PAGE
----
Fort Apache (1948)


One of John Ford’s classic tales of the US cavalry, Fort Apache flies in the face of the established stereotypical western and portrays Cochise as an intelligent and honourable man acting for the good of his people. Henry Fonda who we are far more used to playing heroic, sympathetic roles is the cavalry officer ordered to bring him back to the reservation whose arrogance and lack of understanding of or respect for the Apache leads to disaster.

For the first half of the film, I thought “Fort Squaredance” would be a far more appropriate name as it is a full hour before an Apache is to be seen. These horse soldiers seemed to spend much more time drinking and dancing than riding and fighting. The opening of the film is typical of Ford’s dewy eyed romanticism of the old west featuring the usual mix of likeable, hard drinking rabble-rousing soldiers, slapstick comedy and naive romanticism set to epic western landscapes. Things get far more interesting as the Indian Nation reveals itself and Ford pulls no punches showing the folly of the US government’s handling of the situation. John Wayne was always best when working with Ford, this being one of his best roles and Fonda’s casting against type works really well. It’s a shame the build up is so long-winded because when it finally gets going it’s brilliant.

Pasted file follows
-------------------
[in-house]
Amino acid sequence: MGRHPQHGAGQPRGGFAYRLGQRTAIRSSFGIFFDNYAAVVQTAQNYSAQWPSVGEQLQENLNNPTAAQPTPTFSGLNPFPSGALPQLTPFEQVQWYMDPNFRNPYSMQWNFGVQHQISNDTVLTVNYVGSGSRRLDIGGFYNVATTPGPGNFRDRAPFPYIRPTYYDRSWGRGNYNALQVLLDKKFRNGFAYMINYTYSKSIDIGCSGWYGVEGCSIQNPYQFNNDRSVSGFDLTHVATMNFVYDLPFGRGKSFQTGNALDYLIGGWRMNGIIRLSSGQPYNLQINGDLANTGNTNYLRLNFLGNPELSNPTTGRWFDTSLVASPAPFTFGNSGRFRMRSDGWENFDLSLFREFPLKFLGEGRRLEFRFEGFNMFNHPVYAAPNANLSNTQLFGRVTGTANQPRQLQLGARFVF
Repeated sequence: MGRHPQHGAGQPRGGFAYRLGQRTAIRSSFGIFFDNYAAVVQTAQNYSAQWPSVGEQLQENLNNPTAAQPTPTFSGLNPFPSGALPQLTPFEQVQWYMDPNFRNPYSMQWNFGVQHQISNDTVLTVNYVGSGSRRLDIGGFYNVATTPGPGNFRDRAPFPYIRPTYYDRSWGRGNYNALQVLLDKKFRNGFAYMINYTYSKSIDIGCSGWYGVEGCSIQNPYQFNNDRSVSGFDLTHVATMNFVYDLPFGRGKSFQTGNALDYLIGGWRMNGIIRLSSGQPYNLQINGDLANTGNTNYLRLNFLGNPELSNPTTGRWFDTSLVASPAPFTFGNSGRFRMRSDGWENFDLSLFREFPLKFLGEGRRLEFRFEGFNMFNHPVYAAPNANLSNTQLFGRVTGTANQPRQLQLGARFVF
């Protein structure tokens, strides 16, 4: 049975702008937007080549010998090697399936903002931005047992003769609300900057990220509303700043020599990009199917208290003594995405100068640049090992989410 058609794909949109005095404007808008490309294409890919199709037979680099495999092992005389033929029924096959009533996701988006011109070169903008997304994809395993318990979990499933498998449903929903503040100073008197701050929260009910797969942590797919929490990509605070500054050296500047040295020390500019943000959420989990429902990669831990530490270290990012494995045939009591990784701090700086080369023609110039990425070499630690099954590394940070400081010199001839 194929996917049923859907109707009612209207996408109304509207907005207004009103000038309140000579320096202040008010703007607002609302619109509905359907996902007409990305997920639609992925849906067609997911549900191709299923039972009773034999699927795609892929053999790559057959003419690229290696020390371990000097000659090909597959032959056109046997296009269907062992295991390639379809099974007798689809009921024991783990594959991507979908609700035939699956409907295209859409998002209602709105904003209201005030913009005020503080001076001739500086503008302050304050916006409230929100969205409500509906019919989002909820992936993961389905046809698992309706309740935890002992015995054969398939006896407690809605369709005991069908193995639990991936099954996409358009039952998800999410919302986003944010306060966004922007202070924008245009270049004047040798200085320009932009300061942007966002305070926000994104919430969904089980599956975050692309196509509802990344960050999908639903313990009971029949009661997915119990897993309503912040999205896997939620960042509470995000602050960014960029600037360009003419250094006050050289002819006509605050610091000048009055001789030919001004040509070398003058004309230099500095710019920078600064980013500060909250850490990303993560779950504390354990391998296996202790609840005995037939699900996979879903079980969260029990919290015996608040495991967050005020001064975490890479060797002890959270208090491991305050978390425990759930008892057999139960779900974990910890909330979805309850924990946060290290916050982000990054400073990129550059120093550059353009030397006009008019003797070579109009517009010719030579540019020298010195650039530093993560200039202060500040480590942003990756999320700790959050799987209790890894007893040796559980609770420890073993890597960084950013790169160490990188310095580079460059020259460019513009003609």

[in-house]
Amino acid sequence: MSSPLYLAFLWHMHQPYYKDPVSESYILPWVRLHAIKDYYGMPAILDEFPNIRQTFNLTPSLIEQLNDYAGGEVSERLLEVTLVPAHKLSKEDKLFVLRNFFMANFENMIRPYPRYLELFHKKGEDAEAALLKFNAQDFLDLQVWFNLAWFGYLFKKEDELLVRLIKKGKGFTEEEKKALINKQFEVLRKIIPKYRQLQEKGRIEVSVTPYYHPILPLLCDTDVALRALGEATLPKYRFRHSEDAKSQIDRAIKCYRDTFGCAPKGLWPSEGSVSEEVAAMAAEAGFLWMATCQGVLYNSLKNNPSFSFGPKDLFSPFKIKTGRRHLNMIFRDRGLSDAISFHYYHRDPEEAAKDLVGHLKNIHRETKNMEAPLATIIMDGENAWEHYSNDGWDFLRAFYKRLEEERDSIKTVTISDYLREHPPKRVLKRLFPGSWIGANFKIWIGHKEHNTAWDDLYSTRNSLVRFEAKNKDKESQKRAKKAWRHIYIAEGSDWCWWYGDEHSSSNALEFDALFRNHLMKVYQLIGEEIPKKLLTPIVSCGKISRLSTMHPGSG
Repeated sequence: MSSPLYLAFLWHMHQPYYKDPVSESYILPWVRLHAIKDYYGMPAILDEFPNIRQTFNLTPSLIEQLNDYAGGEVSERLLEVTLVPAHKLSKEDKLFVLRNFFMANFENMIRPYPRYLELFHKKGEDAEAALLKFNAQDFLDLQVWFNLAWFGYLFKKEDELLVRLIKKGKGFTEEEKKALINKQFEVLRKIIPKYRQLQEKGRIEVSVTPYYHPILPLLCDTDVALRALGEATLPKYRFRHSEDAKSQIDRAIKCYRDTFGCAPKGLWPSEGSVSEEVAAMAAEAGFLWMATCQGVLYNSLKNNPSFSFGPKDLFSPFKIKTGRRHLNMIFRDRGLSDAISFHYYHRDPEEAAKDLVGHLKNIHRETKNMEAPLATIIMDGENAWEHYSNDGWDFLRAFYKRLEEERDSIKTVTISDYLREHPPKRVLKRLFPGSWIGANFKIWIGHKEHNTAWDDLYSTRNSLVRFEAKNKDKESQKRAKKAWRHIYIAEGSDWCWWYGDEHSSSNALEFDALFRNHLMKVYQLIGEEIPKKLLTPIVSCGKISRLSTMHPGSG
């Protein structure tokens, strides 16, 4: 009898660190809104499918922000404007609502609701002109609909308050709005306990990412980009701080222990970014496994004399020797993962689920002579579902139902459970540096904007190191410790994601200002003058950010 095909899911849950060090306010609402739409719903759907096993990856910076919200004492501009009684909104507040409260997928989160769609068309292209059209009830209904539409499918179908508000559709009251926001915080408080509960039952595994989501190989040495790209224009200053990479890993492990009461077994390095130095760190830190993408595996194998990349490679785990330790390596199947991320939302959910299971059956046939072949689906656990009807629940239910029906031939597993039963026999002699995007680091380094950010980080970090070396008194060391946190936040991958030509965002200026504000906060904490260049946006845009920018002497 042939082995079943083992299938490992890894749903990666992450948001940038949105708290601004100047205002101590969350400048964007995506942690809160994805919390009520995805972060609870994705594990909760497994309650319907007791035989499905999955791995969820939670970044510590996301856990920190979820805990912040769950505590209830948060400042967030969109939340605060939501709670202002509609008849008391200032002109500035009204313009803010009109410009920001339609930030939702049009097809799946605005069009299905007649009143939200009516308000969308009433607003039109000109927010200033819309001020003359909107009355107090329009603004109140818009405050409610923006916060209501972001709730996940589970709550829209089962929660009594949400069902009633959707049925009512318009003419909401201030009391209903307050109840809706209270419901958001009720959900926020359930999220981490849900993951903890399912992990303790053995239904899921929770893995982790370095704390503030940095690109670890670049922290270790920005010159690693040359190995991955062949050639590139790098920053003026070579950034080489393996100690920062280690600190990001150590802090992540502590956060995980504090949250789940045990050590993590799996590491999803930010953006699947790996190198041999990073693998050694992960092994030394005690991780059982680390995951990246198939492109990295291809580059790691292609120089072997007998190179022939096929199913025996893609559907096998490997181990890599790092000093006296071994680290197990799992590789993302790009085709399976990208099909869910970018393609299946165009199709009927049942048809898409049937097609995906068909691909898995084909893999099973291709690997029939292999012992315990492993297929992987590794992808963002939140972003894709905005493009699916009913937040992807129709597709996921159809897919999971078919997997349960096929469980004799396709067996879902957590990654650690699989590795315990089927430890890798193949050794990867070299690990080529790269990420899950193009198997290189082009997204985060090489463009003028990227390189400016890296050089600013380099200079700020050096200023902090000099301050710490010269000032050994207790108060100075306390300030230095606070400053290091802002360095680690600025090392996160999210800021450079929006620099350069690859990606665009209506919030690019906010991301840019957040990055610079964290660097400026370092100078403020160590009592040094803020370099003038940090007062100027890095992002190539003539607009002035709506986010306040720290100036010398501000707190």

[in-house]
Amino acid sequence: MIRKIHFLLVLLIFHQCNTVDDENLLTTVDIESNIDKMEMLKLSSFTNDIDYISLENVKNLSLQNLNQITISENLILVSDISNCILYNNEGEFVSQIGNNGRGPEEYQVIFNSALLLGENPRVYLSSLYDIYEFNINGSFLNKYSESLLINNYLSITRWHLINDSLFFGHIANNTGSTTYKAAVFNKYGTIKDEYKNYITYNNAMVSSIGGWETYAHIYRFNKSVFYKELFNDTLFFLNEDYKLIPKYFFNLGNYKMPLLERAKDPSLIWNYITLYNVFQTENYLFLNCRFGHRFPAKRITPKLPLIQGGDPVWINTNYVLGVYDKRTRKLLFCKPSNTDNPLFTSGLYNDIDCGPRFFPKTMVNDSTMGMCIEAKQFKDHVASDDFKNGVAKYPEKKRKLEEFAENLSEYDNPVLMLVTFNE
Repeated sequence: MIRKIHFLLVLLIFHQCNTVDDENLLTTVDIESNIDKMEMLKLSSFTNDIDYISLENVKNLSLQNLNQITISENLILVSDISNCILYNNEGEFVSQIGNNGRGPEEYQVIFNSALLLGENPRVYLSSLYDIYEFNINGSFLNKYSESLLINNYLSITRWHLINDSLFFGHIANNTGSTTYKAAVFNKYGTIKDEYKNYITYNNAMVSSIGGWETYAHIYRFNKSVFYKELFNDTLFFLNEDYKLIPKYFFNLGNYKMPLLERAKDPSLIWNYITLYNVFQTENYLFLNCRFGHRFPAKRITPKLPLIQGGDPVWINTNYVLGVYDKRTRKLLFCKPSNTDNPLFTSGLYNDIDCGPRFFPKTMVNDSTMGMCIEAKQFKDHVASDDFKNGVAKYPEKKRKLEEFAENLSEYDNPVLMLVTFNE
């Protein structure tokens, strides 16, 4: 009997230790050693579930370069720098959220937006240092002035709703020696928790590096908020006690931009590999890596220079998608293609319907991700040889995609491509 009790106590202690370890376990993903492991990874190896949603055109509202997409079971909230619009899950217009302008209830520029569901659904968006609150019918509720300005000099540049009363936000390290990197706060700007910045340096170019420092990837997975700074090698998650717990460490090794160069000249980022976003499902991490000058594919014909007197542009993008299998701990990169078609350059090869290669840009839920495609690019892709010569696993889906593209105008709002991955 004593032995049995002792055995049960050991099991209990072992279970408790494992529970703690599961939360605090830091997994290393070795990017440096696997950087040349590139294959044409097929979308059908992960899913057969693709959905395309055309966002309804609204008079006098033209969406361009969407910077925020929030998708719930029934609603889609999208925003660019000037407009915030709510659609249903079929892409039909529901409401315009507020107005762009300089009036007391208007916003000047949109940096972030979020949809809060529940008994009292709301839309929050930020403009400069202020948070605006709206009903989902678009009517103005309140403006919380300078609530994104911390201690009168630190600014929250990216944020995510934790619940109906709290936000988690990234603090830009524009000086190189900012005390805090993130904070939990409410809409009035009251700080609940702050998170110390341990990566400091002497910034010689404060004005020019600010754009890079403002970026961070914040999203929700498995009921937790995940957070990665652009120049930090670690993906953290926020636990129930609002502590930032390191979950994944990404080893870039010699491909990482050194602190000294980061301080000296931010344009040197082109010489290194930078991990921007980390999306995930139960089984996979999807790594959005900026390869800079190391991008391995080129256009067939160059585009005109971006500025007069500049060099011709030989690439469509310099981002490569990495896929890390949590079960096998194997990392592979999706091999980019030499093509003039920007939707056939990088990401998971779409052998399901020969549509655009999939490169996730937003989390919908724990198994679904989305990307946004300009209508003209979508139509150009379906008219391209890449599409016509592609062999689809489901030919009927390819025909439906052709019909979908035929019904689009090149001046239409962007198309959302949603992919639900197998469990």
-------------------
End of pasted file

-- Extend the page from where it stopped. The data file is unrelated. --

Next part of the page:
If you can stomach an hour of old fashioned romantic comedy, the climax is well worth the effort.



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